Machete Kills Review

Image for Machete Kills

Inexpressive ex-Federale Machete (Trejo) is recruited by the American President (Estevez) to deal with an insane Mexican ex-cartel man-cum-revolutionary (Bichir) who has a nuke pointed at Washington.


Machete is back. Did we want him back? Who fuckin’ cares? He’s back anyway, in the sequel to the movie of the minute-long faux trailer which appeared in a double-bill feature (Grindhouse) that barely anyone saw.

In the modern studio system, this could never happen. But Machete don’t need greenlights. Machete Kills is another Rodriguez backyard production: cheap, cheerful and no doubt comfortably profitable. It’s an admirable business model, but the same can’t always be said of its output. Like its predecessor, this is a knowing killer-B pastiche, an outré Mexploitationer which attempts to make a virtue of its visual and storytelling sloppiness, as if Rodriguez is showing all his Get Out Of Jail Free cards and flashing a big, winning grin.

Well, that only gets him so far. It doesn’t excuse the dank whiff of sexism which pervades both Machetes. Giving Sofía Vergara a machine-gun DD-bra doesn’t count as empowerment. It also doesn’t excuse lines like, “I chewed my father’s balls off… with my teeth!” (spoken, again, by the poor Vergara). But it’s all a joke right? Lighten the fuck up, dude!... Thus could any attempt at a serious discussion about Machete Kills end.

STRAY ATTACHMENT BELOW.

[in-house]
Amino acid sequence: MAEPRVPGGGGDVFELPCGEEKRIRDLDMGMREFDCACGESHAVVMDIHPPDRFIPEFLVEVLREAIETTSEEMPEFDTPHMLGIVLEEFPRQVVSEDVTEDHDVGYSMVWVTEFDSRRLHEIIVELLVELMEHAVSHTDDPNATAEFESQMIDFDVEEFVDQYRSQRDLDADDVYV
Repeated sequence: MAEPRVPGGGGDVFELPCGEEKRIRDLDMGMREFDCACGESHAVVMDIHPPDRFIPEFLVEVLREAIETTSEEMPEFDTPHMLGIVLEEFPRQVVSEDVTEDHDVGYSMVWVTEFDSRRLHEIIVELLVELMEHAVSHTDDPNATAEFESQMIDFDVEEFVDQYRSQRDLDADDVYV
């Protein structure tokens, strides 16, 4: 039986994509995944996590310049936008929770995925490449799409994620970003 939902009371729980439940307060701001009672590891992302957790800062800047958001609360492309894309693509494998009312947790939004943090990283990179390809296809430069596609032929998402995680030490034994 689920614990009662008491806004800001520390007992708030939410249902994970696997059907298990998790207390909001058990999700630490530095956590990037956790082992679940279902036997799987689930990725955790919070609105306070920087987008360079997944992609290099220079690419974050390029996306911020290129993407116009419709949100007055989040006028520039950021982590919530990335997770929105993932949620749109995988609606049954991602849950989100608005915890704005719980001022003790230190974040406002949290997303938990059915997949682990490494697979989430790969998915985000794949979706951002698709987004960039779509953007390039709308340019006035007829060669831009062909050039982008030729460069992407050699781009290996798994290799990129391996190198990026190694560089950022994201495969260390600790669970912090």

Like a Grindhouse Woody Allen, Rodriguez attracts much talent, albeit off the boil, to his high-turnover cheapies, here once more surrounding Danny Trejo (not actually a terrible actor, but as Machete directed to possess all the charisma of a tree stump) with game-for-a-laugh famous faces in a series of stunt cameos. Which, frankly, are the film’s biggest attraction. Walton Goggins, Cuba Gooding Jr., Antonio Banderas and, yeah, Lady Gaga all appear — playing the same character. Charlie Sheen, who in the opening credits is “introduced” with his real name Carlos Estevez, plays “the President of the fuckin’ United States, man”. And Mel Gibson kicks things up a notch whenever he appears — aided by the fact that by the time he arrives, Rodriguez has decided this is in fact a semi-sci-fi Bond spoof with Moonraker’s plot and Gibson as his version of Hugo Drax. Who wears a turquoise uniform and, in one scene, attacks Trejo with a Klingon bat’leth. Thus does this attempt at a serious review of Machete Kills end.

Violent, silly, embarrassing, clumsy, confusing, juvenile, occasionally offensive, occasionally a little bit fun.